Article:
By Lindsay Toler
By Chad Garrison
By Allison Babka
By Lindsay Toler
By Jake Rossen
By Lindsay Toler
By Kelsey McClure
By Lindsay Toler
Gore 2000 buttons were being marked down on Market Street after the vice president's speech Monday. "It's one for $3, two for $5," a hawker told a potential customer. "Or we can strike a deal," the political opportunist said, glancing over his shoulder in a conspiratorial manner. "I have to make sure my boss ain't around."
Al Gore's boss wasn't around on Monday, either, and Gore was ready to strike a deal with anyone who could vote. You want an economic boom? You got it. You want rhetoric that would please the old Moral Majority? You got it. The point man on the morality front is Gore's running mate, Joe Lieberman (yes, yes, we've heard -- he's Jewish and Orthodox). Lieberman is saying things that President Bill Clinton, or maybe even Gore, cannot say with a straight face.
"Long before it was popular, Al and Tipper were leading a fight for a more moral culture in America," Lieberman told the faithful at Kiener Plaza, referring back to the Dark Ages when Tipper was hot to crack down on naughty lyrics. Oh, if only prostate cancer hadn't done in Frank Zappa. But the prospect of the Tipster as first lady might be enough to resurrect him.
The Gore-Lieberman rally was about as spontaneous as a dress rehearsal for a trade show at a corporate convention. These two weren't preaching to the choir, they were speaking to the sanctuary. Nobody was let inside the barriers who didn't have a ticket. Whether you had a white, blue or red ticket determined how close you could get to the dynamic duo who plan to lead us over, or off, that bridge to the 21st century. Of course, the VIP section was even closer to the candidates. No signs were allowed, save for the Gore-Lieberman 2000 placards handed out to the crowd -- none of those messy aborted-fetus signs or pro-choice signs got past the sidewalk.
Lieberman started off with an awkward "joke" that involved a small boy and a minister, with the punch lines being "I'll be damned" and "Praise the Lord." Of course, there was political hyperbole to be made and running-mate sucking-up to be done. Speaking of Gore, Lieberman offered: "He has been, without question, the most successful and most effective vice president in the history of the United States." Gee, that's like saying Gore was the sexiest eunuch at the orgy. And what assistant professor of history is working on that book The Vice Presidents: What You Don't Know About Aaron Burr, Schuyler Colfax, Hannibal Hamlin and Spiro Agnew.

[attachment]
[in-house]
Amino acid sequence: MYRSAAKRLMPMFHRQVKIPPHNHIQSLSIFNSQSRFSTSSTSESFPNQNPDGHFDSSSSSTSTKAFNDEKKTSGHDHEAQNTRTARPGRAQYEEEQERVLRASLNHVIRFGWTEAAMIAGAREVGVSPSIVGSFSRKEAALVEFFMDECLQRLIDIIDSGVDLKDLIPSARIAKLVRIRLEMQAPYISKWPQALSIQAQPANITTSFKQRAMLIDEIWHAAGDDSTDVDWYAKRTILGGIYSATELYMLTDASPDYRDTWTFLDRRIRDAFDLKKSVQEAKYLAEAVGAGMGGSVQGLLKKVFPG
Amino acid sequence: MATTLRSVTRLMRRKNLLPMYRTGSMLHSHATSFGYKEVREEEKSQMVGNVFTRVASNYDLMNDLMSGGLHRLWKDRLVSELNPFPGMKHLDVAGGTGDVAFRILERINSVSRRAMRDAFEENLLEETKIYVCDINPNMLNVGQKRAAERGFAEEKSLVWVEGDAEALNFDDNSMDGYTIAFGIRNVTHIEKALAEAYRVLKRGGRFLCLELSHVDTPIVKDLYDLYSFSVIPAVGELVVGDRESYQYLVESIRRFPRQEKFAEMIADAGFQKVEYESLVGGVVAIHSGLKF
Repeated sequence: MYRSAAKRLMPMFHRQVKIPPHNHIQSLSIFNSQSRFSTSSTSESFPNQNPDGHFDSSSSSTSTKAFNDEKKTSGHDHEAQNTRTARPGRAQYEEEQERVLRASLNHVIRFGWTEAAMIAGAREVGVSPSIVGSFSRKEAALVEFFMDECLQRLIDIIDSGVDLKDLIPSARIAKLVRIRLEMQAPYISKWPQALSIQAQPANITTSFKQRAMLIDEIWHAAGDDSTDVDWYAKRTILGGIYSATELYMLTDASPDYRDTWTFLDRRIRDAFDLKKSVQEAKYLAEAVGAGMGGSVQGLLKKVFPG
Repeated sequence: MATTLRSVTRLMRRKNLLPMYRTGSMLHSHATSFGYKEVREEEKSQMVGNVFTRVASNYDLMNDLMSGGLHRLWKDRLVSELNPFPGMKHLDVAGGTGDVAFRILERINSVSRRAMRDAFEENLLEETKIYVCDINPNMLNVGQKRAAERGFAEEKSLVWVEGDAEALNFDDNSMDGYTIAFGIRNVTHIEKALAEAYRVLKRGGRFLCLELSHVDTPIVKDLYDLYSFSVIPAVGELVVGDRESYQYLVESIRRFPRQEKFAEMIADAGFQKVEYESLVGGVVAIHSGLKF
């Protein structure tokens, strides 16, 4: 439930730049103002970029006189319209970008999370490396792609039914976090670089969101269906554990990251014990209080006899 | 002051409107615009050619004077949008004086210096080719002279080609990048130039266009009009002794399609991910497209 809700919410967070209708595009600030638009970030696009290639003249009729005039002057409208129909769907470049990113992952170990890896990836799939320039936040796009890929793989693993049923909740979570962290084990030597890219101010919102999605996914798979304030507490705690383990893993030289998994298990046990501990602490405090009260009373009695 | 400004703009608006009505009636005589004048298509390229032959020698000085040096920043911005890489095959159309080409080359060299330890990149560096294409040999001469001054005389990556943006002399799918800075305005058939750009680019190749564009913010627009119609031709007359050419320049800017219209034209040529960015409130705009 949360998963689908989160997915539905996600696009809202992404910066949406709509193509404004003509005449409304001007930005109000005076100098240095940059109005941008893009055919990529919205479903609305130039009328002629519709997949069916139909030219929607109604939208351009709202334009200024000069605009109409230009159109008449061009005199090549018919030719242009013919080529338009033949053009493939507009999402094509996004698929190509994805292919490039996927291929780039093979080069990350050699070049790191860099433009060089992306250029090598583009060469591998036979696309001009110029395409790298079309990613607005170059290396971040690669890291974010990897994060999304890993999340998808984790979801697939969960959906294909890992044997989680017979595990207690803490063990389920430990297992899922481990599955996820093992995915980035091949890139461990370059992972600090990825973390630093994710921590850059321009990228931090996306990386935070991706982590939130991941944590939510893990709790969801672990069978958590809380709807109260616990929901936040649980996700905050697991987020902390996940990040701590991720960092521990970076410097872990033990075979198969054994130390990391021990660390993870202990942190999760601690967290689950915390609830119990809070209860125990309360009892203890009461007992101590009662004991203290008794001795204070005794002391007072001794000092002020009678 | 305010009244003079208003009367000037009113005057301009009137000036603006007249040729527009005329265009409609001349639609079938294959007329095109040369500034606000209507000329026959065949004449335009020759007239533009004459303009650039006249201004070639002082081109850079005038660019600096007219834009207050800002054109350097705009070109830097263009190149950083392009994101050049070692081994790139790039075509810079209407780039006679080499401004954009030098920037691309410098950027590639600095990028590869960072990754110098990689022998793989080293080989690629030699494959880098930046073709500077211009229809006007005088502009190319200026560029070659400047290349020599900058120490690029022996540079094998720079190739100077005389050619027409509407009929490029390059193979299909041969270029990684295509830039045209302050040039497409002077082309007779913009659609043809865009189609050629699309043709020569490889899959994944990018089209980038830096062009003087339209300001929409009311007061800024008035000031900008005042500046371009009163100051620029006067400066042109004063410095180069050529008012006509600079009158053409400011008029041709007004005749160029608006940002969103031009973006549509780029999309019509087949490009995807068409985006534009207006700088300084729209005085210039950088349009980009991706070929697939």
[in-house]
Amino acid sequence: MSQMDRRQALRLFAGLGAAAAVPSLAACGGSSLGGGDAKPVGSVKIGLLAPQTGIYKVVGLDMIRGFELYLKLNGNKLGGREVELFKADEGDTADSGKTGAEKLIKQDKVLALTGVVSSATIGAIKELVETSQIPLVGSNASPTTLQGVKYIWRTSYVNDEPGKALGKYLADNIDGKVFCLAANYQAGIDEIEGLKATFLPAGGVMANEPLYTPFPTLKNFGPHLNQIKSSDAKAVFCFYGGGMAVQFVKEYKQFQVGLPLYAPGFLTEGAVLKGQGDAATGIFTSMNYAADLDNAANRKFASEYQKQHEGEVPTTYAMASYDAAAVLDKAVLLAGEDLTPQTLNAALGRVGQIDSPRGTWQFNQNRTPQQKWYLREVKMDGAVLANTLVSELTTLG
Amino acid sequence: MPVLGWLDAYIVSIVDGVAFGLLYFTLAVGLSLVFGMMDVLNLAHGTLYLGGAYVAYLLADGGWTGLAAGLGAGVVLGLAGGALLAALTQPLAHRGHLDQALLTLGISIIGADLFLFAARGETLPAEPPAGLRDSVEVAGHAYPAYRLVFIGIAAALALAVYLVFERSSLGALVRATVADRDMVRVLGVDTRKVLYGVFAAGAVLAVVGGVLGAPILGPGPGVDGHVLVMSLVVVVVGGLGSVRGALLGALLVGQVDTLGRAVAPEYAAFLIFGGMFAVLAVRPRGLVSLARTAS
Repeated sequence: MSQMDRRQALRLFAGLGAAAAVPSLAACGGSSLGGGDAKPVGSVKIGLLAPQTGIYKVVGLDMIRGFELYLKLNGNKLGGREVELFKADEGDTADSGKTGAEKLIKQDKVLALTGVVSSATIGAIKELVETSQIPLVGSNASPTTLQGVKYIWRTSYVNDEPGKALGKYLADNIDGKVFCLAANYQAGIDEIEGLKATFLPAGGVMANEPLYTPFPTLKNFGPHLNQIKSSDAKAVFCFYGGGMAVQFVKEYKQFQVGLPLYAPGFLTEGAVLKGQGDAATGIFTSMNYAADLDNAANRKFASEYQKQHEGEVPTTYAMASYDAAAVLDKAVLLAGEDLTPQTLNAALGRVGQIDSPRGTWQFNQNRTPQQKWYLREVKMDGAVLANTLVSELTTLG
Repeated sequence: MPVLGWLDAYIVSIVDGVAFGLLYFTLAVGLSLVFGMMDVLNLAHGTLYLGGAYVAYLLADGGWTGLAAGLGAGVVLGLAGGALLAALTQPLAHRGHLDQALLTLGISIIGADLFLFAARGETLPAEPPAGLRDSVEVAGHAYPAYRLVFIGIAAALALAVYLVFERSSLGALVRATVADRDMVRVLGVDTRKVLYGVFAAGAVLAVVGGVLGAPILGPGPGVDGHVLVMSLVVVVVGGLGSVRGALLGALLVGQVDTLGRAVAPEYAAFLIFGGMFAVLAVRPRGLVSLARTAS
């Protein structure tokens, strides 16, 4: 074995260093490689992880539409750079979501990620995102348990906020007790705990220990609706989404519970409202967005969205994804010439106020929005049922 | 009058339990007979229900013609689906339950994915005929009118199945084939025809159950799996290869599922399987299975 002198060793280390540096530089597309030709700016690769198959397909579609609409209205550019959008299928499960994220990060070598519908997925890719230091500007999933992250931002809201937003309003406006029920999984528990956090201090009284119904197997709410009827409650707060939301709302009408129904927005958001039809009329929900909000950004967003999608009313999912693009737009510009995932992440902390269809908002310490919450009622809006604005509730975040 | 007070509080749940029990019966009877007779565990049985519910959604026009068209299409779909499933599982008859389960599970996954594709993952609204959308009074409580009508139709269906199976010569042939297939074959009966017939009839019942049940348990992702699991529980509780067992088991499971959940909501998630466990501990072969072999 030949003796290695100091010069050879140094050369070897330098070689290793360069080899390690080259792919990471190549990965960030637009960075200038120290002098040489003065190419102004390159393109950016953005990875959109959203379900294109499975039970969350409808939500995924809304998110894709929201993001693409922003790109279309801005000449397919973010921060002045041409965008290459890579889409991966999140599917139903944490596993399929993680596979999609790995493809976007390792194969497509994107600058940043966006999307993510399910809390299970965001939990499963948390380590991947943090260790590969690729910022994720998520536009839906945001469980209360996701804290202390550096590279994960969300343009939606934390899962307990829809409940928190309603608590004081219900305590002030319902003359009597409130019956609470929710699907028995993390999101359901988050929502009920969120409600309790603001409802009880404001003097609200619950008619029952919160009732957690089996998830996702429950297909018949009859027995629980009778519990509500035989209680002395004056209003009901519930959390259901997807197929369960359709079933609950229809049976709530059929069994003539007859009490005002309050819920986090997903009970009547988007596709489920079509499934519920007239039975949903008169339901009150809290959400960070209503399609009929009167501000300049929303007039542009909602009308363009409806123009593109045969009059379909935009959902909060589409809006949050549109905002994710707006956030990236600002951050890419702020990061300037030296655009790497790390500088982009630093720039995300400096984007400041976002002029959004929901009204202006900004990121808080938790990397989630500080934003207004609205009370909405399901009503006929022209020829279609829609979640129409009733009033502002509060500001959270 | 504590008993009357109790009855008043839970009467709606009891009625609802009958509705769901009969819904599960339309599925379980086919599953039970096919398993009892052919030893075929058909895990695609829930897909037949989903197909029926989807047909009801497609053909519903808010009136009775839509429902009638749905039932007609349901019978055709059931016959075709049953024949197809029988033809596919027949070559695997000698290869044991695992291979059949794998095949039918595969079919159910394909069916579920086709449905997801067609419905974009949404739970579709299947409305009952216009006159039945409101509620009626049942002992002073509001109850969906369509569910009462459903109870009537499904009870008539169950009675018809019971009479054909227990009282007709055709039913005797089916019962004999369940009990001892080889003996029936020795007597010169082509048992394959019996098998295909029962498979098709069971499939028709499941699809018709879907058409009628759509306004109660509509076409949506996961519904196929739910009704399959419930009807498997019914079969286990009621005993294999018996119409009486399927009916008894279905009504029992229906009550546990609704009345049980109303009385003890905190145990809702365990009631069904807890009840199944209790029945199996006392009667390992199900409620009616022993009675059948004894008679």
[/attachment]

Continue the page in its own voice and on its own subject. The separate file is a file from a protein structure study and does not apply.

Gore again proved he's not the total android he sometimes appears to be. He can sweat. In fact, after their short political riffs -- let's not call them speeches -- Gore and Lieberman and their wives turned to the risers, where the national-media video and still photographers were poised for a shot of them, hands joined, with the Old Court House and the Arch in the background. As they raised their arms, the two candidates appeared human after all, sweaty armpits and all.
At the Republican National Convention, George W. Bush talked about "tearing down the wall" between the rich and poor in America, deftly co-opting the Ronald Reagan-to-Mikhail Gorbachev line about the Berlin Wall but putting a Democratic, egalitarian twist on it -- however fraudulent the promise might be. Then Gore picked Lieberman, a Bill Bennett in Democratic drag. If the two parties were soft drinks, blindfolded voters couldn't distinguish between them on a taste test. If they were corporate competitors, they'd merge, either through a buyout or a hostile takeover.
Looking at Bush and Gore puts one in mind of a certain NASA concept. On space missions, near-duplicate parts are included so that if one fails, the other one functions in its place. The virtually interchangeable parts are called redundant components. In an election where both candidates support the death penalty and mouth similar lines about crime, the economy and education, how are these two bozos not redundant components? The difference, maybe, is abortion rights and gun control. Roe vs. Wade survived 12 years of Reagan and George Bush the elder, and gun control is not significantly more stringent after eight years of Clinton-Gore, so what's the diff? And let's face it -- neither one of these guys could lead a charge up San Juan Hill. Who would follow them if they yelled "Charge"?
NO LONGER A PRIMARY CONCERN: One of the best post-primary quotes, in terms of sheer lunacy, was uttered by Russ Carnahan after his defeat of Jeanette Mott Oxford by 64 votes in the 59th District race for state representative. Carnahan was quoted in the South Side Journal saying, "I've always said that the name is not what's going to get you elected, you have to go out and meet people and talk about the issues." Oh, that's easy to believe. Say he had changed his name to Russ Lipschitz -- wouldn't have made a bit a difference. These second-generation inheritors should face it: Whether you're Joe Buck, John Carney, Jay Randolph Jr. or Lacy Clay, your surname gets you in the front door. If your progenitor is prominent, that helps you in politics, media and other forms of unwarranted celebrity.